Arianespace’s current workhorse rocket, its Ariane 5 model, will be replaced by the much more flexible Ariane 6 versions with a test flight scheduled for 2020 and speedy commercialisation during 2021-2022.
But it is now clear that the European Space Agency (ESA) is planning for important follow-on rocket developments to these Ariane 62 and 64 versions. Indeed, Stephane Israel, CEO at Arianespace, and speaking back at the ConnectAsia event in Singapore at the end of June, confirmed that his task was to take the new plans to the next stage.
New engines are under development (project Prometheus) which will slash the end costs of the current Vulcain 2 engines. Second set of developments include the reusability of key components on Ariane 6, and to more closely match the cost savings being achieved by SpaceX. The third task is to replace some of the metal currently in use with carbon fibre elements.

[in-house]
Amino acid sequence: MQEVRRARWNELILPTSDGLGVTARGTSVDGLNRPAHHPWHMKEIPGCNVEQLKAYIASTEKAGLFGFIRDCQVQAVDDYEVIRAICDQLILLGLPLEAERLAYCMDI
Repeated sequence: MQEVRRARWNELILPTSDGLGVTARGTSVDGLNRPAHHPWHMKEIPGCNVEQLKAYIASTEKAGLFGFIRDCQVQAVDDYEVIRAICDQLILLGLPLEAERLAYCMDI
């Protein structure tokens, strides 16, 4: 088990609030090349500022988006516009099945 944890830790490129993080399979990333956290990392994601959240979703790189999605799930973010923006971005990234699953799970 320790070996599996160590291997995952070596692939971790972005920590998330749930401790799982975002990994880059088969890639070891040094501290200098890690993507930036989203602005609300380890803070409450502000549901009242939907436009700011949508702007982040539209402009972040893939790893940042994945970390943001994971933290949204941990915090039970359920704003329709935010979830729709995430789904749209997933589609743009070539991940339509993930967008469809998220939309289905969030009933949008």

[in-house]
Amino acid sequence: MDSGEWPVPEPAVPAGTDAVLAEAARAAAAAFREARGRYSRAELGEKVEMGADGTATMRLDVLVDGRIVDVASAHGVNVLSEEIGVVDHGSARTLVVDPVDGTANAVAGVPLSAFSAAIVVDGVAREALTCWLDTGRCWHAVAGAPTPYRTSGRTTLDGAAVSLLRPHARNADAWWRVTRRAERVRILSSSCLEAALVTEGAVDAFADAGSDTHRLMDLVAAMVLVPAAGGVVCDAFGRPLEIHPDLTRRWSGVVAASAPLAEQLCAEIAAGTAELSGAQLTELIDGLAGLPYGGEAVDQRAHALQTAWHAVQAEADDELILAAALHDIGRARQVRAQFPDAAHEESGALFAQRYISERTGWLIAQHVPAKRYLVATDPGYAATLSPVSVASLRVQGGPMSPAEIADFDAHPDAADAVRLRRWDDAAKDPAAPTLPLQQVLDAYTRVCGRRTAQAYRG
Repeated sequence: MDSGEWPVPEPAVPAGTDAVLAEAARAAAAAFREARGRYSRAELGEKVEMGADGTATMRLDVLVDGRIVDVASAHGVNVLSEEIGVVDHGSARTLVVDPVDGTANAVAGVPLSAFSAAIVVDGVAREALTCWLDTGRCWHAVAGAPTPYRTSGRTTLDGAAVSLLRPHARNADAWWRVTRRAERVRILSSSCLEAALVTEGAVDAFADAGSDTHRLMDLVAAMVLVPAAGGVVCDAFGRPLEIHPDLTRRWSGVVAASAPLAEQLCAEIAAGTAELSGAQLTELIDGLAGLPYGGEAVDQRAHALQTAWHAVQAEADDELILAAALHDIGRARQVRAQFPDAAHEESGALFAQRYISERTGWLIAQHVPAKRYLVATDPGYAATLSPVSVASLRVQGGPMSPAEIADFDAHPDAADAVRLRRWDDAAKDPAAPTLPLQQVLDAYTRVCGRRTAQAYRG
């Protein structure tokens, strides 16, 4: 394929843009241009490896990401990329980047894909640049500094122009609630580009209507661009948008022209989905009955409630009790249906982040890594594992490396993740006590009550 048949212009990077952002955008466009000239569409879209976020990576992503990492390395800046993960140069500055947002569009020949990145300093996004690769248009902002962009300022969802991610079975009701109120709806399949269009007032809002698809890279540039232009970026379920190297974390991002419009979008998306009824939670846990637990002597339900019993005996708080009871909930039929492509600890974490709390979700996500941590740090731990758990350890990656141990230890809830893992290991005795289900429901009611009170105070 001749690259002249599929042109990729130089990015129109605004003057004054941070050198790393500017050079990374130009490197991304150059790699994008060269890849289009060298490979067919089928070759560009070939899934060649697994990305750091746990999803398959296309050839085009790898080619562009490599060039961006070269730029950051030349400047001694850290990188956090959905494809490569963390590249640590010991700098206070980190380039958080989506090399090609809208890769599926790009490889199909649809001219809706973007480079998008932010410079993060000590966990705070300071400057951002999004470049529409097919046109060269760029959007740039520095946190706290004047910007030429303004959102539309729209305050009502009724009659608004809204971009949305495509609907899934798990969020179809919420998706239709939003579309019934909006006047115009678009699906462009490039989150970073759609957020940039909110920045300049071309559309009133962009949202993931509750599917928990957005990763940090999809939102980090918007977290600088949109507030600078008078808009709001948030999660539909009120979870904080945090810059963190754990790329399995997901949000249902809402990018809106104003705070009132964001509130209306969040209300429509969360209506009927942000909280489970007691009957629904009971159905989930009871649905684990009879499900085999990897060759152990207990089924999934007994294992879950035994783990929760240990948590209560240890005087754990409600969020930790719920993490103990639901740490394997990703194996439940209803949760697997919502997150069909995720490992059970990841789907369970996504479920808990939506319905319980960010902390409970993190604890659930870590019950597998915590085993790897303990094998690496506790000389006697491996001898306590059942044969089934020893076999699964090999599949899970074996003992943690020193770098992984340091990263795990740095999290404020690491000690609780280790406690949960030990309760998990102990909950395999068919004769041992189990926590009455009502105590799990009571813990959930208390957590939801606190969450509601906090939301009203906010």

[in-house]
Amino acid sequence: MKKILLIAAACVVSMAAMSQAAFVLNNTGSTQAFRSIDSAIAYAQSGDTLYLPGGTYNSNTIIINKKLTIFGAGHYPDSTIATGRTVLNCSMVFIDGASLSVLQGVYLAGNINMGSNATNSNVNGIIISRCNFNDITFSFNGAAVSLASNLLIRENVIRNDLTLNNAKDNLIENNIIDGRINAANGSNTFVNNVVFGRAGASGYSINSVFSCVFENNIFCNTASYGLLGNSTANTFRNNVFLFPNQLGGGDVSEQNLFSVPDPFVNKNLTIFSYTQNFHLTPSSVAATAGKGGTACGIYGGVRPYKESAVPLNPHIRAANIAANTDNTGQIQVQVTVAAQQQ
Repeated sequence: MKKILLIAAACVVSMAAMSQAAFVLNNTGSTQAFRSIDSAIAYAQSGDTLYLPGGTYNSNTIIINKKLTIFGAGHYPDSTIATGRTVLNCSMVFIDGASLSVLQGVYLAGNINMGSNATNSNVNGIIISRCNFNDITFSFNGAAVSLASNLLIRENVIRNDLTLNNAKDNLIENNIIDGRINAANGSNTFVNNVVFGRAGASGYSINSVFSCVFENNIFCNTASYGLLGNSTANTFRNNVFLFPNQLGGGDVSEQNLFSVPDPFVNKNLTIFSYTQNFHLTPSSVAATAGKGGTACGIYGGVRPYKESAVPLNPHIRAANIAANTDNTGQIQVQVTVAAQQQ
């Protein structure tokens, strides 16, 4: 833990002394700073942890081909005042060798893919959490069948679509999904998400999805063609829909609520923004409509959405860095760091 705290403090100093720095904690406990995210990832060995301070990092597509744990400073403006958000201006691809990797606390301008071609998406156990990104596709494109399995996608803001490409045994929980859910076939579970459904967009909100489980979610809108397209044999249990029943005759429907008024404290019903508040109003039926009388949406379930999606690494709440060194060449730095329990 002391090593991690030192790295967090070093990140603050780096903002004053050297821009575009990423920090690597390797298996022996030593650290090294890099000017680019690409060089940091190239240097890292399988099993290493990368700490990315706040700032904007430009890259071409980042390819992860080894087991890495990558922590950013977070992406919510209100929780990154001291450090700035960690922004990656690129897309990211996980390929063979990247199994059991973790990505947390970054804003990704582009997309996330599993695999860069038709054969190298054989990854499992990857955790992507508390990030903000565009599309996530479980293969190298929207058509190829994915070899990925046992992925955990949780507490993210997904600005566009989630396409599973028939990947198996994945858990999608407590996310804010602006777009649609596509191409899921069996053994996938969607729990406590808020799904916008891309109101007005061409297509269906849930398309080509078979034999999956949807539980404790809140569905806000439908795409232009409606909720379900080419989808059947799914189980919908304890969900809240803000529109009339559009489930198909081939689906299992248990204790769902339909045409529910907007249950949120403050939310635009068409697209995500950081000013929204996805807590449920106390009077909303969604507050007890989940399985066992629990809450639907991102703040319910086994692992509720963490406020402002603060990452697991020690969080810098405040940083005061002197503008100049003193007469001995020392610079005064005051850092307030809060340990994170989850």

The overall aim is to have these new elements integrated into the Ariane 6 versions by 2025.
But there’s more. ESA, Ariane and the French CNES space agency are looking at project Callisto, a smaller rocket and with similar design elements as the Falcon 9 rockets from SpaceX, and the ability to re-land after launch.
Various EU approvals are needed for some of these developments, and an ESA ministerial meeting is scheduled for late 2019 where proposals will be examined.